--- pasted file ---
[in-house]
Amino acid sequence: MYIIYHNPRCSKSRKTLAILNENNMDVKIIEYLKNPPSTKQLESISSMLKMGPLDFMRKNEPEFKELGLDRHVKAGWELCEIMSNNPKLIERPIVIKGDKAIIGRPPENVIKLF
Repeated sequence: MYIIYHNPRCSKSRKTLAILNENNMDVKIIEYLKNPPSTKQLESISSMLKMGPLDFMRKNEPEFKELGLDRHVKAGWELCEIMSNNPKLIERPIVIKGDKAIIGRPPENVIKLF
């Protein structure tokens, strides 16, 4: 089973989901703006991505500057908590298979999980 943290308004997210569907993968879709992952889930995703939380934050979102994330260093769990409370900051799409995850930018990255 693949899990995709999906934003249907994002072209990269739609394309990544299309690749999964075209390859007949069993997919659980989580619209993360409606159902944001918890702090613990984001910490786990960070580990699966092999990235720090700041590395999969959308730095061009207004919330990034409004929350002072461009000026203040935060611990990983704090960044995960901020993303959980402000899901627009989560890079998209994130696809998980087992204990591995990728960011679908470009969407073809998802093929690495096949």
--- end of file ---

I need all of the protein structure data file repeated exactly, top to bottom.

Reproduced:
[in-house]
Amino acid sequence: MYIIYHNPRCSKSRKTLAILNENNMDVKIIEYLKNPPSTKQLESISSMLKMGPLDFMRKNEPEFKELGLDRHVKAGWELCEIMSNNPKLIERPIVIKGDKAIIGRPPENVIKLF
Repeated sequence: MYIIYHNPRCSKSRKTLAILNENNMDVKIIEYLKNPPSTKQLESISSMLKMGPLDFMRKNEPEFKELGLDRHVKAGWELCEIMSNNPKLIERPIVIKGDKAIIGRPPENVIKLF
């Protein structure tokens, strides 16, 4: 089973989901703006991505500057908590298979999980 943290308004997210569907993968879709992952889930995703939380934050979102994330260093769990409370900051799409995850930018990255 693949899990995709999906934003249907994002072209990269739609394309990544299309690749999964075209390859007949069993997919659980989580619209993360409606159902944001918890702090613990984001910490786990960070580990699966092999990235720090700041590395999969959308730095061009207004919330990034409004929350002072461009000026203040935060611990990983704090960044995960901020993303959980402000899901627009989560890079998209994130696809998980087992204990591995990728960011679908470009969407073809998802093929690495096949």